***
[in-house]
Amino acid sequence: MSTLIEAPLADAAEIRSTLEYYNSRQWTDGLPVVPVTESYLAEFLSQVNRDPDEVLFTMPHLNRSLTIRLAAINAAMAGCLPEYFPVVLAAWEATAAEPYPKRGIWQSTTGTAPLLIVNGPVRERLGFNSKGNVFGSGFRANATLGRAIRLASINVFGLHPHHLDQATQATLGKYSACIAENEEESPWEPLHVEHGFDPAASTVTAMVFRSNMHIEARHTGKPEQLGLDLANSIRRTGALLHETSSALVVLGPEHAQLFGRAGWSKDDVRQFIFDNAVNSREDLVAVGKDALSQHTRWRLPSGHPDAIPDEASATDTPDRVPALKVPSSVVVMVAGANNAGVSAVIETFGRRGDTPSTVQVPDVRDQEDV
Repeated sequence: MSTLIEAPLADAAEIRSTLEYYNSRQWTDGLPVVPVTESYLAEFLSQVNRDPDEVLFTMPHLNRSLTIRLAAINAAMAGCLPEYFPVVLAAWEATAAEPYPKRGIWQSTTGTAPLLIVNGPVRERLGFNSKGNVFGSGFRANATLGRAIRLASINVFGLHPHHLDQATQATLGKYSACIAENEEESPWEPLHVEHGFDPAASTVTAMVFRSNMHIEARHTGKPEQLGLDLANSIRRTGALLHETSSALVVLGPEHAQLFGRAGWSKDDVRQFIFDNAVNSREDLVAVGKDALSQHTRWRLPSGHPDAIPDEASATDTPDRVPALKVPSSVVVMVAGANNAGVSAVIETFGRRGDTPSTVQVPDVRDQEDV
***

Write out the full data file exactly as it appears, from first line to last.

[in-house]
Amino acid sequence: MSTLIEAPLADAAEIRSTLEYYNSRQWTDGLPVVPVTESYLAEFLSQVNRDPDEVLFTMPHLNRSLTIRLAAINAAMAGCLPEYFPVVLAAWEATAAEPYPKRGIWQSTTGTAPLLIVNGPVRERLGFNSKGNVFGSGFRANATLGRAIRLASINVFGLHPHHLDQATQATLGKYSACIAENEEESPWEPLHVEHGFDPAASTVTAMVFRSNMHIEARHTGKPEQLGLDLANSIRRTGALLHETSSALVVLGPEHAQLFGRAGWSKDDVRQFIFDNAVNSREDLVAVGKDALSQHTRWRLPSGHPDAIPDEASATDTPDRVPALKVPSSVVVMVAGANNAGVSAVIETFGRRGDTPSTVQVPDVRDQEDV
Repeated sequence: MSTLIEAPLADAAEIRSTLEYYNSRQWTDGLPVVPVTESYLAEFLSQVNRDPDEVLFTMPHLNRSLTIRLAAINAAMAGCLPEYFPVVLAAWEATAAEPYPKRGIWQSTTGTAPLLIVNGPVRERLGFNSKGNVFGSGFRANATLGRAIRLASINVFGLHPHHLDQATQATLGKYSACIAENEEESPWEPLHVEHGFDPAASTVTAMVFRSNMHIEARHTGKPEQLGLDLANSIRRTGALLHETSSALVVLGPEHAQLFGRAGWSKDDVRQFIFDNAVNSREDLVAVGKDALSQHTRWRLPSGHPDAIPDEASATDTPDRVPALKVPSSVVVMVAGANNAGVSAVIETFGRRGDTPSTVQVPDVRDQEDV